The other advantage tfsec provides over my previous example of AWS Security hub (or Azure’s Sentinel); is it’s ability to identify security issues across multiple IaaS vendors, currently covering the big 3 of AWS, Azure and GCP. If you’re concerned of being tied to one vendor, tfsec can help keep your toolset and skills transferable if (when?) your business unit changes direction to a different vendor, your change employer entirely, or simply find that ShadowIT platform that Bob from finance spun up on the weekend that needs an emergency review and lockdown.

Summary

So, go ahead, add tfsec into your deployment pipelines, throw the binary locally at the project you’re currently working on (or that ‘legacy’ platform that Sharon built years ago, and no one has had the confidence (/naivety?) to touch since she left….


Andrew

AWS HoneyUsers

Deception technology and techniques are having a resurgence, expanding beyond the ‘traditional’ high/low- interaction honeypots, into honeyfiles, honeytokens and (as you may have guessed from title) honeyusers. Today is the culmination of a “what if?” idea I’d been thinking for years, actually started working on earlier in the year (but then 2020 happened), but is now released. For those that want to skip ahead, GitHub repo here.

As name suggests project deploys dummy users into an AWS account, which can then be lost, embedded or leaked in places an adversary may come across them. Created users have (*almost) no permissions to do anything, but that attempted activity can be monitored and alerted on, giving 100% true positive threat intel of unauthorised activity within your environment.

(*almost no permissions: Given AWS API model, STS call get-caller-identity will succeed; but this is a read only function providing metadata of the honeyuser itself.
N.B. if any cloud red-teamers are aware of an exploit that can chain from just the information leaked from this call, I’d love to know more)

Full information available in the projects ReadMe, but high-level architecture of the components deployed by Terraform:

Summary Architecture

Once created, any from the dummy user will trigger a notification, which can be consumed by whatever alert/monitoring/threatIntel platform you’re leveraging (or just a simple email)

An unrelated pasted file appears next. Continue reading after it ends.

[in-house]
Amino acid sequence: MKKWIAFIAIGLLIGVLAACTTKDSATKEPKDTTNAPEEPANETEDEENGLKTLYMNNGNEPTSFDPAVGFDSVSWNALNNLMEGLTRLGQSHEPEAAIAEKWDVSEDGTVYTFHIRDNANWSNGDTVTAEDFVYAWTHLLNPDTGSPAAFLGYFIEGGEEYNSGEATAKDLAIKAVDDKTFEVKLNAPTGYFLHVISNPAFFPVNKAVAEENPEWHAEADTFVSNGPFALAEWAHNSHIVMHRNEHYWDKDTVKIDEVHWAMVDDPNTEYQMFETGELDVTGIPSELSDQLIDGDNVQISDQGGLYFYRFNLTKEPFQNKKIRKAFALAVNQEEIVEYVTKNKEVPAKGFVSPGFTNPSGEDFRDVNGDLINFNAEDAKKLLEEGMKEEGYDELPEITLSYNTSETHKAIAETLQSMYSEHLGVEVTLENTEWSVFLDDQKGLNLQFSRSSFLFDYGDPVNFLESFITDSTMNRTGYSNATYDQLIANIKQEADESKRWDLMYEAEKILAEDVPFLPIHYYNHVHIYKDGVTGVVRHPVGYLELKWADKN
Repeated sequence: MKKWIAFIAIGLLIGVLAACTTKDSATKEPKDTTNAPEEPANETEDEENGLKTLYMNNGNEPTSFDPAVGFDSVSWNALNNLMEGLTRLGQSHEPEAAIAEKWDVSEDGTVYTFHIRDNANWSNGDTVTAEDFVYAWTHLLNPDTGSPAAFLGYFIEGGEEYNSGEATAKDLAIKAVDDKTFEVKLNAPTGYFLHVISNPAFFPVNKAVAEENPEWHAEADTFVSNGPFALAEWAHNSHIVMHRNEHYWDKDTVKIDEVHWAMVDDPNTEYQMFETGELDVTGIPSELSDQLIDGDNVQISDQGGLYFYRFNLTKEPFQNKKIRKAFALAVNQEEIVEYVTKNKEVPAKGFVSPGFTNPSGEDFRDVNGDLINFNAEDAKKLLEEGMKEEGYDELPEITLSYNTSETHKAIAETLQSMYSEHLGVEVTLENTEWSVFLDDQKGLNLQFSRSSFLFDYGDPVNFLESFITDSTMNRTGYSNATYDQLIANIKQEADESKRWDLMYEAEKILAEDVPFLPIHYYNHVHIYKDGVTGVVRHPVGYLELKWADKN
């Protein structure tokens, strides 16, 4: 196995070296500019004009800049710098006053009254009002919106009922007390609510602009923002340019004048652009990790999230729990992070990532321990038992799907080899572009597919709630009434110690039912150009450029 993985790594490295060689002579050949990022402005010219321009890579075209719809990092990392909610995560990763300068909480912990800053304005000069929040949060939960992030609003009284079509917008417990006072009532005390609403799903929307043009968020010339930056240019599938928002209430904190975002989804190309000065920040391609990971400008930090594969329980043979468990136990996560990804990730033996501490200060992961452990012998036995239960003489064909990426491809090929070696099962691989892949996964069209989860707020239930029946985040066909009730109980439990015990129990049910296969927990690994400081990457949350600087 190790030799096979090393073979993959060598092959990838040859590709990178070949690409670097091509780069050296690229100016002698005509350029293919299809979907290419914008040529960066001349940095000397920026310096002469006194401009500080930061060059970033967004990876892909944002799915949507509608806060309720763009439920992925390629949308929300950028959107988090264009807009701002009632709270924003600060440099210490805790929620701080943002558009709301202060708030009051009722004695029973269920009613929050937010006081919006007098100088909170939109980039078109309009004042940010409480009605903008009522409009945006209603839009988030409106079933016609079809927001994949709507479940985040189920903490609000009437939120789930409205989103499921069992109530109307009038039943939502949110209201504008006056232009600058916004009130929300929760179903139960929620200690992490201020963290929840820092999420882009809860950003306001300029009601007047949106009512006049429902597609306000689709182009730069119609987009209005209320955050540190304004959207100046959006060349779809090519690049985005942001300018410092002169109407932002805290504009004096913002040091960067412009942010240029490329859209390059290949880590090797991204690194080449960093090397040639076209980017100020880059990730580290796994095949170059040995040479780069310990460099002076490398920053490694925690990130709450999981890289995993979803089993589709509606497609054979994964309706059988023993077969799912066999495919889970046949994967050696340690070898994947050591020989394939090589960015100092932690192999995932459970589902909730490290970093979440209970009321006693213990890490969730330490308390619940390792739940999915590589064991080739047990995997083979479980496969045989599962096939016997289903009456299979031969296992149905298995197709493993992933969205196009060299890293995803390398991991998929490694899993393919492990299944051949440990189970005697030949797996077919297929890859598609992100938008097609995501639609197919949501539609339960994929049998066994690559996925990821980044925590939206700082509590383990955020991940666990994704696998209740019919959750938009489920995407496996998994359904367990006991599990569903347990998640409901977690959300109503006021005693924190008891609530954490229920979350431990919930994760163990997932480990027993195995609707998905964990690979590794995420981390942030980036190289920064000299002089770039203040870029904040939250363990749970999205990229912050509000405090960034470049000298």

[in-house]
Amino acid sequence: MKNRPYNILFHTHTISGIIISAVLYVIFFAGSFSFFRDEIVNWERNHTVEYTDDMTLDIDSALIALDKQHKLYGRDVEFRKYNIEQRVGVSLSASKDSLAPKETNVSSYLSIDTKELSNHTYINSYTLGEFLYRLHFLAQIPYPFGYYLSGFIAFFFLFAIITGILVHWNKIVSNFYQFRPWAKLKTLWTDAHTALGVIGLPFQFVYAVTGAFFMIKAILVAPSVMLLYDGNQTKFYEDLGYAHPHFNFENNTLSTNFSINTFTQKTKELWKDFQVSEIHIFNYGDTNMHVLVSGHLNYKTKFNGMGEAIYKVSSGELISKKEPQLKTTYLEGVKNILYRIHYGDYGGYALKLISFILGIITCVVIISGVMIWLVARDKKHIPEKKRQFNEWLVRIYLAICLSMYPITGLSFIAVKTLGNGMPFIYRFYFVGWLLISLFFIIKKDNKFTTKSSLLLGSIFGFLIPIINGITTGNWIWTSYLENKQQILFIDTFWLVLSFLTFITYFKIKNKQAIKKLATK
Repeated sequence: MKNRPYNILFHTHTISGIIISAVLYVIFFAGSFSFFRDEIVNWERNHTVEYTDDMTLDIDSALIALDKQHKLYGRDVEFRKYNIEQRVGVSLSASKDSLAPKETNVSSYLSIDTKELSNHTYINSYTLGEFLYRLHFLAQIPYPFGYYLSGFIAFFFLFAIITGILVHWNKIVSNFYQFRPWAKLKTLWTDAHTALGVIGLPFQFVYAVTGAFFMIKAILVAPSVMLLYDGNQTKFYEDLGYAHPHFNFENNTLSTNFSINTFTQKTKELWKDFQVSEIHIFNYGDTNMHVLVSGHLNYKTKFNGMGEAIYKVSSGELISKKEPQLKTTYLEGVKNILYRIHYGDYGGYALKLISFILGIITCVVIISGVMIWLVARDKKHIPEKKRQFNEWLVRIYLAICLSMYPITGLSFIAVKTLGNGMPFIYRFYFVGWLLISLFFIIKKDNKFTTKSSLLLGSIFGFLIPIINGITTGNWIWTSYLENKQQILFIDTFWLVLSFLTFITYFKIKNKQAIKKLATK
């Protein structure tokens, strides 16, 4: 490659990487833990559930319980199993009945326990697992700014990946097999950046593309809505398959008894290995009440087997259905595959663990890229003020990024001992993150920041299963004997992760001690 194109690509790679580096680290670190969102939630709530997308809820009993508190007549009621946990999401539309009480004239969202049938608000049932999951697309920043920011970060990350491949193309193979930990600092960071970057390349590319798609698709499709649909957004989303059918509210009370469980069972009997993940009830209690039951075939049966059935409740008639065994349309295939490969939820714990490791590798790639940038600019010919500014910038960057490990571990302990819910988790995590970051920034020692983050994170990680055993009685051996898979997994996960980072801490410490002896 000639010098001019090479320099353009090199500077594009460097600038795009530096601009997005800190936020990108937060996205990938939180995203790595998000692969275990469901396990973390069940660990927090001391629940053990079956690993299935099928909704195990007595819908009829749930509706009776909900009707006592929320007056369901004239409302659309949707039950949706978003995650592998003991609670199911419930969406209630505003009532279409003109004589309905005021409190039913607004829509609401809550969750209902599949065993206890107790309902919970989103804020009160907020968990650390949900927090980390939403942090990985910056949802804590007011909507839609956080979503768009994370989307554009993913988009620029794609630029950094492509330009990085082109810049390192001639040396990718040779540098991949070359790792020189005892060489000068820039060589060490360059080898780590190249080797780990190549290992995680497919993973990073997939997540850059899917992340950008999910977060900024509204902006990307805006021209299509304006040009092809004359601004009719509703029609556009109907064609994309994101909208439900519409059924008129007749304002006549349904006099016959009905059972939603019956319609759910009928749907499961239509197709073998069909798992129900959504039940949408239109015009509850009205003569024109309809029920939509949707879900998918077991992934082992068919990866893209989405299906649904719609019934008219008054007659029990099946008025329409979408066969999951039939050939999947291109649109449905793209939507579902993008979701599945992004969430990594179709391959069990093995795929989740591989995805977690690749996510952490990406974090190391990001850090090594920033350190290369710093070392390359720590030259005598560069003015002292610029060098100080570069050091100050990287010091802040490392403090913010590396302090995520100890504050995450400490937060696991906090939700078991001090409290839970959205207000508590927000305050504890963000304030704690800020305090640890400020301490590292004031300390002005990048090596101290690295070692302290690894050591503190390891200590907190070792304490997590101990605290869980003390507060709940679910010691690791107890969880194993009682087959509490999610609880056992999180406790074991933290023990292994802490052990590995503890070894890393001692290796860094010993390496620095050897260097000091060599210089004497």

Example notification

If you don’t want to run some infrastructure as code scripts from a random InfoSecMonkey on the Internet (I won’t hold it against you). Take a look at Thinkst’ Canary project, where you can implement similar tokens (and MANY more, seriously, Thinkst deserve massive props, or at least a follow) without needing to get your hands dirty directly, and via a nice webUI.

Finally, I’ll end with a request: I’d love to end with a request: If you’re sprinkling deception users across your estate with this project (or any other method), I’d love to hear some war-stories if they’re not locked behind NDAs.


Andrew (@infosanity)

Bad workmen – a Terraform Lambda deployment story

You know the old adage of “a bad workman blames their tools”? Well, guilty as charged…

When I built my AWS-cardspotter project with Terraform, the main goal was to learn Terraform, which I had no/limited/not-enough experience with at the time. Looking back at that initial deployment (it’s awful, please don’t judge me, or use as a reference point for anything in production workloads…), one of the criticisms I’d laid against Terraform was the need for a separate built step, bundling the Lambda’s code to a zip archive prior to being deployed with Terraform. As you might have guessed from the title and opening of this post, I was wrong.

Introducing the all powerful (well, useful) archive_file data block:

data "archive_file" "spotter_lambda_archive" {
  type        = "zip"
  source_dir = "../AWS-card-spotter/Lambda/"
  output_path = "AWS-card-spotter_LAMBDA.zip"
}

Simple as that.


Andrew

AWS CLI – MFA with aws-vault – making it seamless

Oooof! That’s a long title, but I realised after last post (did you miss last episode? catchup here) that whilst the post covered all the technical requirements for getting aws-vault operational, it missed some steps to truly integrate with your current workflows, without introducing additional cycle. So without additional pre-amble, introducing……

credential_process=….